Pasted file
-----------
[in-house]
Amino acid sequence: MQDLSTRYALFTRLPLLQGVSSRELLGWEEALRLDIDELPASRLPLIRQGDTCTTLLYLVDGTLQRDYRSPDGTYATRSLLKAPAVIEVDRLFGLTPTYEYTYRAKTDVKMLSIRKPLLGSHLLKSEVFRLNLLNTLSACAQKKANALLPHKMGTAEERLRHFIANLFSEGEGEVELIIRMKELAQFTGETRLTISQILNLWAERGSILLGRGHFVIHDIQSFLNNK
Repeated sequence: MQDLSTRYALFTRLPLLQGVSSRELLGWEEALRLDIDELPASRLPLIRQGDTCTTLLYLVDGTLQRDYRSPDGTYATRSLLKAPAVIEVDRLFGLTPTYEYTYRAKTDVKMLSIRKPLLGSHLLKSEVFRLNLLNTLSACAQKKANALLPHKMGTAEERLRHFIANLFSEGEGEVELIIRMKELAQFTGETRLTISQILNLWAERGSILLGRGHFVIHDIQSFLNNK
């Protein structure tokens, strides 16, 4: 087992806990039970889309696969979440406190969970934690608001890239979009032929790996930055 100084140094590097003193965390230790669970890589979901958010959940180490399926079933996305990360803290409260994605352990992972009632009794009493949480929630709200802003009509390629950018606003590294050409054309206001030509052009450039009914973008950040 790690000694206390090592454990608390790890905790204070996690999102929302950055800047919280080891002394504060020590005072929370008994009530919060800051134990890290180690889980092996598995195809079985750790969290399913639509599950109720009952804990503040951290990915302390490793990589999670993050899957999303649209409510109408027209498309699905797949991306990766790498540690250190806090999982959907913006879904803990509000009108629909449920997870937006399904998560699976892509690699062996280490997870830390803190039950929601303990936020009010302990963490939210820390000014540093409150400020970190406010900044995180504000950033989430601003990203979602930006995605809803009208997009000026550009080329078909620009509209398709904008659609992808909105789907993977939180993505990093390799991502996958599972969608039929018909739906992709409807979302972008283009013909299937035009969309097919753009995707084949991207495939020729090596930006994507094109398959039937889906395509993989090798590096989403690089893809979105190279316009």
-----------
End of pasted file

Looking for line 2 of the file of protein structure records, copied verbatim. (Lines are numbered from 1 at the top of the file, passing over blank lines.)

Amino acid sequence: MQDLSTRYALFTRLPLLQGVSSRELLGWEEALRLDIDELPASRLPLIRQGDTCTTLLYLVDGTLQRDYRSPDGTYATRSLLKAPAVIEVDRLFGLTPTYEYTYRAKTDVKMLSIRKPLLGSHLLKSEVFRLNLLNTLSACAQKKANALLPHKMGTAEERLRHFIANLFSEGEGEVELIIRMKELAQFTGETRLTISQILNLWAERGSILLGRGHFVIHDIQSFLNNK